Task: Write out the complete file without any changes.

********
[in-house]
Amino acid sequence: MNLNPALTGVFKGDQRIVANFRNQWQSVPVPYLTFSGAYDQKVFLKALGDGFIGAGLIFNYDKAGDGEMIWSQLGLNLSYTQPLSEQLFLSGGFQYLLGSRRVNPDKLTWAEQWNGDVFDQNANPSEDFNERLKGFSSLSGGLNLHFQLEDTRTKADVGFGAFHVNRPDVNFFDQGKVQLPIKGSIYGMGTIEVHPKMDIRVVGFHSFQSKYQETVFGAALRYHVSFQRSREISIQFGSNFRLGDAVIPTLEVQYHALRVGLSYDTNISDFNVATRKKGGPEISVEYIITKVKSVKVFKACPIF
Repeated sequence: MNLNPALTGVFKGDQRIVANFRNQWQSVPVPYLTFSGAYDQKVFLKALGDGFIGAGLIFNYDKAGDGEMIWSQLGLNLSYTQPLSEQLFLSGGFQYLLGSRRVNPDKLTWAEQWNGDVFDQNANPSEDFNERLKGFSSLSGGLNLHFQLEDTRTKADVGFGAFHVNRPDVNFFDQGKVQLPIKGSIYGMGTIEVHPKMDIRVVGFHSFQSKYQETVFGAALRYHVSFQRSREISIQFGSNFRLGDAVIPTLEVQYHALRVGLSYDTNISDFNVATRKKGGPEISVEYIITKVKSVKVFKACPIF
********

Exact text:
[in-house]
Amino acid sequence: MNLNPALTGVFKGDQRIVANFRNQWQSVPVPYLTFSGAYDQKVFLKALGDGFIGAGLIFNYDKAGDGEMIWSQLGLNLSYTQPLSEQLFLSGGFQYLLGSRRVNPDKLTWAEQWNGDVFDQNANPSEDFNERLKGFSSLSGGLNLHFQLEDTRTKADVGFGAFHVNRPDVNFFDQGKVQLPIKGSIYGMGTIEVHPKMDIRVVGFHSFQSKYQETVFGAALRYHVSFQRSREISIQFGSNFRLGDAVIPTLEVQYHALRVGLSYDTNISDFNVATRKKGGPEISVEYIITKVKSVKVFKACPIF
Repeated sequence: MNLNPALTGVFKGDQRIVANFRNQWQSVPVPYLTFSGAYDQKVFLKALGDGFIGAGLIFNYDKAGDGEMIWSQLGLNLSYTQPLSEQLFLSGGFQYLLGSRRVNPDKLTWAEQWNGDVFDQNANPSEDFNERLKGFSSLSGGLNLHFQLEDTRTKADVGFGAFHVNRPDVNFFDQGKVQLPIKGSIYGMGTIEVHPKMDIRVVGFHSFQSKYQETVFGAALRYHVSFQRSREISIQFGSNFRLGDAVIPTLEVQYHALRVGLSYDTNISDFNVATRKKGGPEISVEYIITKVKSVKVFKACPIF